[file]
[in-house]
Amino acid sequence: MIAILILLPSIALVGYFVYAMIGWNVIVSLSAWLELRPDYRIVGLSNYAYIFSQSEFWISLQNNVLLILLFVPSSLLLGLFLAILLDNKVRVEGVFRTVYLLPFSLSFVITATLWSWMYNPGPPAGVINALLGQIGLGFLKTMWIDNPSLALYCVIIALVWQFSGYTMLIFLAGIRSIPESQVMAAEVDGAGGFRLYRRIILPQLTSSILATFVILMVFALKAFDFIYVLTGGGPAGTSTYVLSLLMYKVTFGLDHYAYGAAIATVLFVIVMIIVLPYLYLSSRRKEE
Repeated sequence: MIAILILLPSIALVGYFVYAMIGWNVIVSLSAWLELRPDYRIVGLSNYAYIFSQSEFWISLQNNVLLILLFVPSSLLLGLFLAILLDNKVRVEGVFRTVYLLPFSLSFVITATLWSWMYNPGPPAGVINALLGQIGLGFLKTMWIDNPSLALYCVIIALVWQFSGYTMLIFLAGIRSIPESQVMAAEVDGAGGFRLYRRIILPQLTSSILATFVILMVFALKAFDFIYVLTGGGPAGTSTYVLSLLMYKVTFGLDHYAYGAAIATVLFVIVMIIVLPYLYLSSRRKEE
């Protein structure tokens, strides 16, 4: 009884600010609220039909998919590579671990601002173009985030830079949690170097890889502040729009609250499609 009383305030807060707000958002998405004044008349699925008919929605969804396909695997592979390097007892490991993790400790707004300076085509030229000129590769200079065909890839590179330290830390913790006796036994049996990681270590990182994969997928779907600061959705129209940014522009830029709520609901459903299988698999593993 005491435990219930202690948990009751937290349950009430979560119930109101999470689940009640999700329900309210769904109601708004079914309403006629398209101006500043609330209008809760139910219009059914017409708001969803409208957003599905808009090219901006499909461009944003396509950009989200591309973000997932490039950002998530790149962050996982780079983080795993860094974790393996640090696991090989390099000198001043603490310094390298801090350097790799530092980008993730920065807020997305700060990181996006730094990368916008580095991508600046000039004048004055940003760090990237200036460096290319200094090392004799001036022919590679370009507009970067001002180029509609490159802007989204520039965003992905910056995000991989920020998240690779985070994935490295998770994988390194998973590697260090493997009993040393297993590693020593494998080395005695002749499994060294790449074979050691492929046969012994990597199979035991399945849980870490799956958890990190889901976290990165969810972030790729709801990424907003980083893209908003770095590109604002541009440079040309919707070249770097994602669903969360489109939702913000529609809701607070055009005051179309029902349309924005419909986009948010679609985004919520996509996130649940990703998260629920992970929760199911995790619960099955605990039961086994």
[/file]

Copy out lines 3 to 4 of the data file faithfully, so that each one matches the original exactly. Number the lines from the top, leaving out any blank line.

Repeated sequence: MIAILILLPSIALVGYFVYAMIGWNVIVSLSAWLELRPDYRIVGLSNYAYIFSQSEFWISLQNNVLLILLFVPSSLLLGLFLAILLDNKVRVEGVFRTVYLLPFSLSFVITATLWSWMYNPGPPAGVINALLGQIGLGFLKTMWIDNPSLALYCVIIALVWQFSGYTMLIFLAGIRSIPESQVMAAEVDGAGGFRLYRRIILPQLTSSILATFVILMVFALKAFDFIYVLTGGGPAGTSTYVLSLLMYKVTFGLDHYAYGAAIATVLFVIVMIIVLPYLYLSSRRKEE
């Protein structure tokens, strides 16, 4: 009884600010609220039909998919590579671990601002173009985030830079949690170097890889502040729009609250499609 009383305030807060707000958002998405004044008349699925008919929605969804396909695997592979390097007892490991993790400790707004300076085509030229000129590769200079065909890839590179330290830390913790006796036994049996990681270590990182994969997928779907600061959705129209940014522009830029709520609901459903299988698999593993 005491435990219930202690948990009751937290349950009430979560119930109101999470689940009640999700329900309210769904109601708004079914309403006629398209101006500043609330209008809760139910219009059914017409708001969803409208957003599905808009090219901006499909461009944003396509950009989200591309973000997932490039950002998530790149962050996982780079983080795993860094974790393996640090696991090989390099000198001043603490310094390298801090350097790799530092980008993730920065807020997305700060990181996006730094990368916008580095991508600046000039004048004055940003760090990237200036460096290319200094090392004799001036022919590679370009507009970067001002180029509609490159802007989204520039965003992905910056995000991989920020998240690779985070994935490295998770994988390194998973590697260090493997009993040393297993590693020593494998080395005695002749499994060294790449074979050691492929046969012994990597199979035991399945849980870490799956958890990190889901976290990165969810972030790729709801990424907003980083893209908003770095590109604002541009440079040309919707070249770097994602669903969360489109939702913000529609809701607070055009005051179309029902349309924005419909986009948010679609985004919520996509996130649940990703998260629920992970929760199911995790619960099955605990039961086994």